- Duration: An estimate of the fund’s price sensitivity to changes in interest rates. As interest rates rise, bond prices tend to go down. As interest rates fall, the price of bonds tend to go up. Bond funds with shorter average maturities tend to be less sensitive to changes in interest rates while bond funds with longer average maturities tend to be more sensitive to changes in interest rates. For example, Homestead Funds’ Short-Term Government Securities Fund and Short-Term Bond Fund would generally be less sensitive to changes in interest rates than the Intermediate Bond Fund.
- Credit Quality: A measurement of the investments in the fund’s ability to repay its debt, which is an indicator of the potential risk.
- Yield: The return to an investor based on the coupon and maturity cash flows of the investments in the fund.
Imagine you purchase a bond with a coupon rate of 5% and a $1,000 face value. The investor will earn $50 a year in interest. Assuming there are no changes to the interest rate environment, the face value of the bond should remain the same at maturity. The coupon rate does not change. That’s what is fixed in a fixed-income security. Because the coupon rate doesn’t change, it is the price of the bond that will reflect any changes in market interest rates.
When interest rates drop: The original bond has become more valuable. Because investors want to benefit from a higher coupon rate, they will pay extra for the bond to tempt the original owner to sell. The increased price will bring the bond’s total yield down for new investors because they will have to pay an amount above face value to purchase the bond.
When interest rates rise: The 5% coupon is no longer attractive; therefore, the bond’s price will start selling for less than face value. The decreased price will bring the bond’s total yield up for new investors because they will have to pay less than face value to purchase the bond.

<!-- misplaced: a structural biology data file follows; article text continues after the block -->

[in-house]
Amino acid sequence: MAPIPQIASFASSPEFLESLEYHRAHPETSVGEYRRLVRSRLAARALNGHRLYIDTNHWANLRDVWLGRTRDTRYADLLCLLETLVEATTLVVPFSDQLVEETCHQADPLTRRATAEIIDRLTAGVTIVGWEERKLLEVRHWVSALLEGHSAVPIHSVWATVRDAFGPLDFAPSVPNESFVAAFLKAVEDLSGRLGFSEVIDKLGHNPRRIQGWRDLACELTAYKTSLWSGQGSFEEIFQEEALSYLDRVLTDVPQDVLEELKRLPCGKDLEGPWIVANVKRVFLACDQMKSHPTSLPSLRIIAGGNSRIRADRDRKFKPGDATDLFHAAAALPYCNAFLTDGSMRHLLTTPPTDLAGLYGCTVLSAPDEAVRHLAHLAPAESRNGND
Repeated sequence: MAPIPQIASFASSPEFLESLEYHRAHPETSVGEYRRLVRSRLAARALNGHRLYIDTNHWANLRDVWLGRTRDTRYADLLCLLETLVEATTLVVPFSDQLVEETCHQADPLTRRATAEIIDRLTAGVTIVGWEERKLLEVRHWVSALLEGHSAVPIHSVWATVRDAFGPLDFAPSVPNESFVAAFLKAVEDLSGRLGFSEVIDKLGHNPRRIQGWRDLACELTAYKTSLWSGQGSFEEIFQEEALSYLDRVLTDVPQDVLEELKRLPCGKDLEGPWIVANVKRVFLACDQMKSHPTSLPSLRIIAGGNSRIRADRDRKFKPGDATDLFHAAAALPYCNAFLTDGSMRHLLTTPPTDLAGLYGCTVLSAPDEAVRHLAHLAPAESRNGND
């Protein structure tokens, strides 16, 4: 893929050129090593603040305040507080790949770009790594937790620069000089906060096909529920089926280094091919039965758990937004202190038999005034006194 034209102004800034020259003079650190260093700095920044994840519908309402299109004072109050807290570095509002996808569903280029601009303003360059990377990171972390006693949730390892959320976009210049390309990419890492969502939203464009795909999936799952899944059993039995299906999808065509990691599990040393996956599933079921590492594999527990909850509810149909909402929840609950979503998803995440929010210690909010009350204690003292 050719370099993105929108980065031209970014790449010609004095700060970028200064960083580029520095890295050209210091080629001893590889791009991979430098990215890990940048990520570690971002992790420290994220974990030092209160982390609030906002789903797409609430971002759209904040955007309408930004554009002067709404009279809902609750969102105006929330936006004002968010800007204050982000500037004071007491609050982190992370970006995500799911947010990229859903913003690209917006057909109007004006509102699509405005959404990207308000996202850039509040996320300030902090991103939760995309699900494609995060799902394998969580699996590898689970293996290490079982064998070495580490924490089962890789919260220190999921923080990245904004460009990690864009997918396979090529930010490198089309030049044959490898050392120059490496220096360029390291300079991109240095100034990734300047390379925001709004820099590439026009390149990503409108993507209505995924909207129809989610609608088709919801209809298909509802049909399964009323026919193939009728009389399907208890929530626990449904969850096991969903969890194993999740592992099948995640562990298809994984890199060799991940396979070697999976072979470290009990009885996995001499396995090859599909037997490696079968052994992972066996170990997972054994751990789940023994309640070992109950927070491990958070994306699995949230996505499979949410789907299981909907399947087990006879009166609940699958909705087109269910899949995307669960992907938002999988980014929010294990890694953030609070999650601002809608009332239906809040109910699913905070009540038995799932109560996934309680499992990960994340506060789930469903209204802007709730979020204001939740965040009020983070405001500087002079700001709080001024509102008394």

Read more about why we think short-term, high-quality bond investments offer an appealing and logical alternative for this environment.
Bond funds can be a good option for investors who want an investment potentially more stable than equities. Most bond funds pay a monthly dividend. If the investor prefers not to receive the monthly income, the dividends can be reinvested and go toward the purchase of additional shares.
In terms of risk, bonds tend not too fluctuate as widely in price as stocks; adding bond funds to your portfolio mix can help offset some of the higher levels of volatility equity funds pose.
Bond funds are a good way to diversify your portfolio. The investment minimums for bond funds tend to be low enough that you can get more diversification for much less money than if you purchased individual bonds. Unlike investing in an individual bond holding, bond funds never mature due to the turnover of underlying holdings over time.
Homestead Funds has a selection of bond funds that can provide diversification and the potential for higher income than money market funds in certain interest rate environments. Click the links below to learn more about our bond funds.
*Neither asset allocation nor diversification guarantees a profit or protect against a loss in a declining market. They are methods used to help manage investment risk.
Investments in fixed-income funds are subject to interest rate, credit and inflation risk. Interest rate risk is risk that a change in rates will negatively affect the value of the securities in the fund’s portfolio.